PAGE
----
Judgments relative to patterns: how temporal sequence patterns affect judgments and memory

Hdl Handle:
http://hdl.handle.net/10149/212691
Title:
Judgments relative to patterns: how temporal sequence patterns affect judgments and memory
Authors:
Kusev, P. (Petko); Ayton, P. (Peter); van Schaik, P. (Paul) ( 0000-0001-5322-6554 ) ; Tsaneva-Atanasova, K. (Krasimira); Stewart, N. (Neil); Chater, N. (Nick)
Affiliation:
Teesside University
Citation:
Kusev, P., Ayton, P., van Schaik, P., Tsaneva-Atanasova, K., Stewart, N. and Chater, N. (2011) 'Judgments relative to patterns: how temporal sequence patterns affect judgments and memory', Journal of Experimental Psychology: Human Perception and Performance, 37 (6), pp. 1874-1886.
Publisher:
American Psychological Association
Journal:
Journal of Experimental Psychology: Human Perception and Performance
Issue Date:
Dec-2011
URI:
http://hdl.handle.net/10149/212691
DOI:
10.1037/a0025589
Additional Links:
http://doi.apa.org/getdoi.cfm?doi=10.1037/a0025589
Abstract:
Six experiments studied relative frequency judgment and recall of sequentially presented items drawn from 2 distinct categories (i.e., city and animal). The experiments show that judged frequencies of categories of sequentially encountered stimuli are affected by certain properties of the sequence configuration. We found (a) a first-run effect whereby people overestimated the frequency of a given category when that category was the first repeated category to occur in the sequence and (b) a dissociation between judgments and recall; respondents may judge 1 event more likely than the other and yet recall more instances of the latter. Specifically, the distribution of recalled items does not correspond to the frequency estimates for the event categories, indicating that participants do not make frequency judgments by sampling their memory for individual items as implied by other accounts such as the availability heuristic (Tversky & Kahneman, 1973) and the availability process model (Hastie & Park, 1986). We interpret these findings as reflecting the operation of a judgment heuristic sensitive to sequential patterns and offer an account for the relationship between memory and judged frequencies of sequentially encountered stimuli.
Type:
Article
Language:
en
Keywords:
categorization; frequency judgments; memory; temporal-sequence patterns
ISSN:
1939-1277; 0096-1523
Rights:
Author can archive post-print (ie final draft post-refereeing). For full details see http://www.sherpa.ac.uk/romeo/ [Accessed 24/12/2012]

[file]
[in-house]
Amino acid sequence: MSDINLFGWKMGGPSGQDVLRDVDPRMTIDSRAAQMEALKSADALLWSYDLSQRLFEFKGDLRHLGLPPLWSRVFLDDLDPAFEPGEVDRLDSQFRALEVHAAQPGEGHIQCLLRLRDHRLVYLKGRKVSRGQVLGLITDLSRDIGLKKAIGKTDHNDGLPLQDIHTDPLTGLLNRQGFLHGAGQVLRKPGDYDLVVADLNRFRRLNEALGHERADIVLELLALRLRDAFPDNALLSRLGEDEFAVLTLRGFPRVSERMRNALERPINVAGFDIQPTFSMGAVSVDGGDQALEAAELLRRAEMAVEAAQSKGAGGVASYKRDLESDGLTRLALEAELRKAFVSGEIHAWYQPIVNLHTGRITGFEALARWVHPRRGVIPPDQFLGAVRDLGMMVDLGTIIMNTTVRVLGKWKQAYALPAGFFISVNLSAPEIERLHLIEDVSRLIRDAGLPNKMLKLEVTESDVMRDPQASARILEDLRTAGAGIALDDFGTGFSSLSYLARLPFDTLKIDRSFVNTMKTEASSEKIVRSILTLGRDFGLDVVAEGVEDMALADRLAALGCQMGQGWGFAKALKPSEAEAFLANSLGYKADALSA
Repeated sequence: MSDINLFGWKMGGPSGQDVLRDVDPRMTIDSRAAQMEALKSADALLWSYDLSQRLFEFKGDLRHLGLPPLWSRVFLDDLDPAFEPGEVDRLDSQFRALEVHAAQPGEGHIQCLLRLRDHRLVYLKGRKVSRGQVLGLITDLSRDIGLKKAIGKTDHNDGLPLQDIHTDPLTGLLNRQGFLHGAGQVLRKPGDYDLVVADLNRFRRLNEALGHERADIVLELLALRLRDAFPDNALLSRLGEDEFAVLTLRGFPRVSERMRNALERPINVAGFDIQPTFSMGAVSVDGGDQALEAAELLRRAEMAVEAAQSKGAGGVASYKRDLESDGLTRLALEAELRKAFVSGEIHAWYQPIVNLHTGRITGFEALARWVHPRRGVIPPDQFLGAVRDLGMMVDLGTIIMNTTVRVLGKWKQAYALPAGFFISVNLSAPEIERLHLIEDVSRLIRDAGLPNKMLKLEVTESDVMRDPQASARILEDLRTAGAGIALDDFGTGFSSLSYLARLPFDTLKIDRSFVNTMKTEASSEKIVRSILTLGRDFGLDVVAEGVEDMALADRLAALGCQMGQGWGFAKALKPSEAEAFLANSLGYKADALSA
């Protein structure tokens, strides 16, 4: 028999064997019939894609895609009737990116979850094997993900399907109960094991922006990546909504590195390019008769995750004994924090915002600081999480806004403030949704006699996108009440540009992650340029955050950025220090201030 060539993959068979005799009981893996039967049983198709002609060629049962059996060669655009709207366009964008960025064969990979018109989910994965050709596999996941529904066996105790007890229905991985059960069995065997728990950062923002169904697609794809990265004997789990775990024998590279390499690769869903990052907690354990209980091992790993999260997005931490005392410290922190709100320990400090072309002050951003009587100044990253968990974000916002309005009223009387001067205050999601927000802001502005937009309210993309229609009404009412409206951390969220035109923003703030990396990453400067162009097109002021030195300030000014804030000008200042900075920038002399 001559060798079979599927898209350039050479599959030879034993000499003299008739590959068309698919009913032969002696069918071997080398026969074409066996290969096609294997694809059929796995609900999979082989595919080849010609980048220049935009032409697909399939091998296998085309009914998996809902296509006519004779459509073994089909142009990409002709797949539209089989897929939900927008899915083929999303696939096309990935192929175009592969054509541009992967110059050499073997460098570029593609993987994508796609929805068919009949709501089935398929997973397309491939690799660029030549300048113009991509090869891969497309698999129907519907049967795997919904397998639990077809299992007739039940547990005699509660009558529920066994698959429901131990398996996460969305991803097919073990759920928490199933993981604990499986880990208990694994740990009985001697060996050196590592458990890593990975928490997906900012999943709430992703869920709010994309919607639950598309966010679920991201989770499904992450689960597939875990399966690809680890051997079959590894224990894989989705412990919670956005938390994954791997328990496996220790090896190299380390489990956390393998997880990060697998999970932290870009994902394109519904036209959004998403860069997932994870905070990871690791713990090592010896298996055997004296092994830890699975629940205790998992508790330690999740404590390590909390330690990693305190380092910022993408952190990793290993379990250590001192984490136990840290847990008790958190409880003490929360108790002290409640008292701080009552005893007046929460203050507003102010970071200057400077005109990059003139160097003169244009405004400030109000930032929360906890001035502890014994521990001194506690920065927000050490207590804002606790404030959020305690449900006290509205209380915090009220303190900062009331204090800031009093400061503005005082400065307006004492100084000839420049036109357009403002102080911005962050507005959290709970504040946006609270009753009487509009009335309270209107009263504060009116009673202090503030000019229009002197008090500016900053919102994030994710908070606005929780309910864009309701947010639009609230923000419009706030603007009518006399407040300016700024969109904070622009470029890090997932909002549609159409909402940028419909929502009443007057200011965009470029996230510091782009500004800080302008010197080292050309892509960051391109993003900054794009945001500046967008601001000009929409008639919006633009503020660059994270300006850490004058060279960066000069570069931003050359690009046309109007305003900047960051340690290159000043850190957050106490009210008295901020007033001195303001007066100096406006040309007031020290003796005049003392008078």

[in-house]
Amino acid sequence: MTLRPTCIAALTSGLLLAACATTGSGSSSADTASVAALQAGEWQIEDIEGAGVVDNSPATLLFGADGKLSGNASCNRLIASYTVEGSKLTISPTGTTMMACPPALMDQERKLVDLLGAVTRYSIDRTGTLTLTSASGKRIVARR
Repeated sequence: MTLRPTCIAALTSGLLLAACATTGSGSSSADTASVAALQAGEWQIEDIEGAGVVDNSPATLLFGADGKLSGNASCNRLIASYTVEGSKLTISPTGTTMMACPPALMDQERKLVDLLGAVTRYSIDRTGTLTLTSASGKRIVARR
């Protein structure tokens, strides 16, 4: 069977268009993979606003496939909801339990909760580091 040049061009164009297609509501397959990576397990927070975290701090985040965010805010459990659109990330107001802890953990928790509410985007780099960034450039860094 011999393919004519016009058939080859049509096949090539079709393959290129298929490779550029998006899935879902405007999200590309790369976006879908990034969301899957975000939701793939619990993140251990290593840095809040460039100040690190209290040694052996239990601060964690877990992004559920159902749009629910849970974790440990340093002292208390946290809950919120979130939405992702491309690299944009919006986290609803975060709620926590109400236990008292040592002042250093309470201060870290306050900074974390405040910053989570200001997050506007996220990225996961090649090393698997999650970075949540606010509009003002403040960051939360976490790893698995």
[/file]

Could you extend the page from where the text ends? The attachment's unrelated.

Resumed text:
Citation Count:
0 [Scopus, 24/02/2012]

Full metadata record

DC FieldValue Language
dc.contributor.authorKusev, P. (Petko)en_GB
dc.contributor.authorAyton, P. (Peter)en_GB
dc.contributor.authorvan Schaik, P. (Paul)en_GB
dc.contributor.authorTsaneva-Atanasova, K. (Krasimira)en_GB
dc.contributor.authorStewart, N. (Neil)en_GB
dc.contributor.authorChater, N. (Nick)en_GB
dc.date.accessioned2012-02-24T11:58:16Zen
dc.date.available2012-02-24T11:58:16Zen
dc.date.issued2011-12en
dc.identifier.citationJournal of Experimental Psychology: Human Perception and Performance; 37 (6):1874 -1886en_GB
dc.identifier.issn1939-1277en
dc.identifier.issn0096-1523en
dc.identifier.doi10.1037/a0025589en
dc.identifier.urihttp://hdl.handle.net/10149/212691en
dc.description.abstractSix experiments studied relative frequency judgment and recall of sequentially presented items drawn from 2 distinct categories (i.e., city and animal). The experiments show that judged frequencies of categories of sequentially encountered stimuli are affected by certain properties of the sequence configuration. We found (a) a first-run effect whereby people overestimated the frequency of a given category when that category was the first repeated category to occur in the sequence and (b) a dissociation between judgments and recall; respondents may judge 1 event more likely than the other and yet recall more instances of the latter. Specifically, the distribution of recalled items does not correspond to the frequency estimates for the event categories, indicating that participants do not make frequency judgments by sampling their memory for individual items as implied by other accounts such as the availability heuristic (Tversky & Kahneman, 1973) and the availability process model (Hastie & Park, 1986). We interpret these findings as reflecting the operation of a judgment heuristic sensitive to sequential patterns and offer an account for the relationship between memory and judged frequencies of sequentially encountered stimuli.en
dc.language.isoenen
dc.publisherAmerican Psychological Associationen_GB
dc.relation.urlhttp://doi.apa.org/getdoi.cfm?doi=10.1037/a0025589en_GB
dc.rightsAuthor can archive post-print (ie final draft post-refereeing). For full details see http://www.sherpa.ac.uk/romeo/ [Accessed 24/12/2012]en_GB
dc.subjectcategorizationen_GB
dc.subjectfrequency judgmentsen_GB
dc.subjectmemoryen_GB
dc.subjecttemporal-sequence patternsen_GB
dc.titleJudgments relative to patterns: how temporal sequence patterns affect judgments and memoryen
dc.typeArticleen
dc.contributor.departmentTeesside Universityen_GB
dc.identifier.journalJournal of Experimental Psychology: Human Perception and Performanceen_GB
ref.citationcount0 [Scopus, 24/02/2012]en_GB
or.citation.harvardKusev, P., Ayton, P., van Schaik, P., Tsaneva-Atanasova, K., Stewart, N. and Chater, N. (2011) 'Judgments relative to patterns: how temporal sequence patterns affect judgments and memory', Journal of Experimental Psychology: Human Perception and Performance, 37 (6), pp. 1874-1886.en
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